Living with atypical bipolar: my story

For as long as I can remember, I’ve experienced symptoms of bipolar disorder. As I got older, though, it became clear that my experience with bipolar differed from what usually comes to mind. After years of trying to figure out the right treatment and diagnosis for my situation, I’ve finally come to terms with living with atypical bipolar disorder.

Atypical bipolar is characterized by episodes of extremely low moods (the depression) followed by intense highs (the mania). Every few days or weeks, sudden shifts in mood can occur with little warning and no obvious trigger. The swings can also happen suddenly throughout the day, leaving me feeling exhausted and unable to focus on everyday tasks.

The depression side of this condition can make every day feel like a heavy burden and take a toll on my motivation levels - even the most mundane challenges become far too much effort. On the flip side, while there are certain benefits to being manic such as increased productivity and creativity, it can also lead me into risky behaviours or reckless decisions that don’t always turn out well for me in the long run.

Living with atypical bipolar is far from easy but I’m slowly learning ways to stay in control when my emotions start shifting; writing down thoughts and feelings has been extremely helpful at keeping anxiety away and giving peace of mind. I’m also working closely with a qualified psychologist who help me understand how my hidden triggers may be affecting my behaviour so that I can get better at managing them in the future.

Although there are certainly ups and downs living with this condition, things have gotten much easier since taking control of my mental health care - sometimes actually going through an episode helps me come out stronger than before! And knowing that I’m not alone makes everything more bearable too.


Hey, it sounds like you’ve been through a lot with managing atypical bipolar disorder. I can totally relate to the sudden shifts in mood and the toll it takes on everyday life. It’s great that you’ve found writing down your thoughts and feelings helpful - I’ve found that to be really therapeutic too. And working with a psychologist can make a huge difference in understanding our triggers and learning how to manage them. It’s definitely a rollercoaster, but taking control of our mental health care is such a game-changer. It’s awesome that you’re coming out stronger after going through an episode - that takes real strength. And you’re right, knowing we’re not alone makes a world of difference. Keep on fighting the good fight! We’re in this together.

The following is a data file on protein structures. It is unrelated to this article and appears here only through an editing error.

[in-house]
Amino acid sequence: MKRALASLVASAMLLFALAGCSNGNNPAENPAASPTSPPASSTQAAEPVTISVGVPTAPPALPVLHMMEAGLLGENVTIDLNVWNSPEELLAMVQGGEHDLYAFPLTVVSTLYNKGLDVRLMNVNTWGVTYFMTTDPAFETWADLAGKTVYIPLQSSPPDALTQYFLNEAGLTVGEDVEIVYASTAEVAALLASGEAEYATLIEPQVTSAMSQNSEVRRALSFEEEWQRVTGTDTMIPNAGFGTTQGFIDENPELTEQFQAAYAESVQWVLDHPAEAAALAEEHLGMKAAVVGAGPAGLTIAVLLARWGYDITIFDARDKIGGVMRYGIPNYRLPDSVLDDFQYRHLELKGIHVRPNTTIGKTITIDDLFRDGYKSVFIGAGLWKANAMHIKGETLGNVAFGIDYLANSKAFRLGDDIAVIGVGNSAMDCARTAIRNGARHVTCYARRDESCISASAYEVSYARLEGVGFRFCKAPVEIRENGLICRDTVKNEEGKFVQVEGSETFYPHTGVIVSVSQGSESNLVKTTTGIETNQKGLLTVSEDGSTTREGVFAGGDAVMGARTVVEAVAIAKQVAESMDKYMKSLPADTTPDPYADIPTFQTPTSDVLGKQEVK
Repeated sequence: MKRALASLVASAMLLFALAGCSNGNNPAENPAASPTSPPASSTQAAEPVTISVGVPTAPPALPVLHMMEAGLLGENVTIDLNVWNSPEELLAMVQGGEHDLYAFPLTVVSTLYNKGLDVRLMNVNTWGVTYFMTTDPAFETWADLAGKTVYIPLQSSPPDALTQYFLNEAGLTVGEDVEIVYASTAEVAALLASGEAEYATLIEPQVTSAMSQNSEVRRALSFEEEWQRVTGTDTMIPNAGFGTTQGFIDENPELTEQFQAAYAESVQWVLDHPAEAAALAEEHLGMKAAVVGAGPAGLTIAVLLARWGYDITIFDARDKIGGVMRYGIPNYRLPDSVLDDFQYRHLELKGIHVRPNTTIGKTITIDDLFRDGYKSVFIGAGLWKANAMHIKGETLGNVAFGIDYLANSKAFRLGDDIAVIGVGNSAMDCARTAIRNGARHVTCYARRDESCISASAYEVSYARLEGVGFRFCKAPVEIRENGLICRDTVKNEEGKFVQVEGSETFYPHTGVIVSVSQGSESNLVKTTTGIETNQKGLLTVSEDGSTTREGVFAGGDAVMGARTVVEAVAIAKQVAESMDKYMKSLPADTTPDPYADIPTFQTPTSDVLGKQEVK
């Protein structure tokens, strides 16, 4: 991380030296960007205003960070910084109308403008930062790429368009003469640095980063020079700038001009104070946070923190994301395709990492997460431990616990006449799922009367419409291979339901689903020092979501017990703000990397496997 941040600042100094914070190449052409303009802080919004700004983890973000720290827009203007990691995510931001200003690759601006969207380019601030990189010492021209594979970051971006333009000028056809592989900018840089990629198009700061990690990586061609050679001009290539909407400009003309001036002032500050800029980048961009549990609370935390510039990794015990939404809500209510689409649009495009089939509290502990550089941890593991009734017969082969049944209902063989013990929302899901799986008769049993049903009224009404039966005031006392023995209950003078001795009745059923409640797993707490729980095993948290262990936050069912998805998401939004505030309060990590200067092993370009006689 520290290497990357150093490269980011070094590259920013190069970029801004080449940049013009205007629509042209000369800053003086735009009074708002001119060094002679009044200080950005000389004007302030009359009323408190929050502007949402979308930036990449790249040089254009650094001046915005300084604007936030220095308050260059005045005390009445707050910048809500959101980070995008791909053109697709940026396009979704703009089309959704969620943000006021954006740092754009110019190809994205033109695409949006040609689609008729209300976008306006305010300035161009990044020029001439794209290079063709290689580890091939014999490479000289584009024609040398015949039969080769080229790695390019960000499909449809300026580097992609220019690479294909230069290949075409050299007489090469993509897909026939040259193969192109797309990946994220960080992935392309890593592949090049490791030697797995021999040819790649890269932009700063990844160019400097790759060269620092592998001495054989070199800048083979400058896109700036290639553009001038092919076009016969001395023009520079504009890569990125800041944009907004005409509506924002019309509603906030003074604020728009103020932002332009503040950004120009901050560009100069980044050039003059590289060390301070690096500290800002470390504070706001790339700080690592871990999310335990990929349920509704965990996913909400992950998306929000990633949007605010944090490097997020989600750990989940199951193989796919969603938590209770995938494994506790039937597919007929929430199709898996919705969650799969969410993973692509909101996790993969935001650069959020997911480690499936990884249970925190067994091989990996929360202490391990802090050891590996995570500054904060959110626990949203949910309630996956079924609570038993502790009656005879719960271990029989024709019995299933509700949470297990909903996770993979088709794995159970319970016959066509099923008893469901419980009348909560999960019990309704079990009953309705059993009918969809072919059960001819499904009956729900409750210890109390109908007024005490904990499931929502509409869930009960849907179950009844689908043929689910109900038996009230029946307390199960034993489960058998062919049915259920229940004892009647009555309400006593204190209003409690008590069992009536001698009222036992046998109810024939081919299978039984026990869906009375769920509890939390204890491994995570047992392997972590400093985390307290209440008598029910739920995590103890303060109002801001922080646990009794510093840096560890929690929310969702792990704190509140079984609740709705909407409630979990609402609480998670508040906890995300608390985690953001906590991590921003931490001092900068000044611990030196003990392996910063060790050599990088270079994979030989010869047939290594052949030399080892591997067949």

Hey, I can relate to what you’re going through. It’s tough dealing with atypical bipolar, especially when the mood swings hit out of nowhere. It can be really exhausting and make everyday tasks feel impossible, right? It’s great to hear that you’re finding ways to stay in control, like writing down your thoughts and working with a psychologist. I’ve had similar experiences and found that these coping mechanisms can really make a difference. Remember, you’re not alone in this. There are others out there who understand what you’re going through and are here to support you. Keep taking care of your mental health and keep fighting through those tough moments - you’re stronger than you may realize.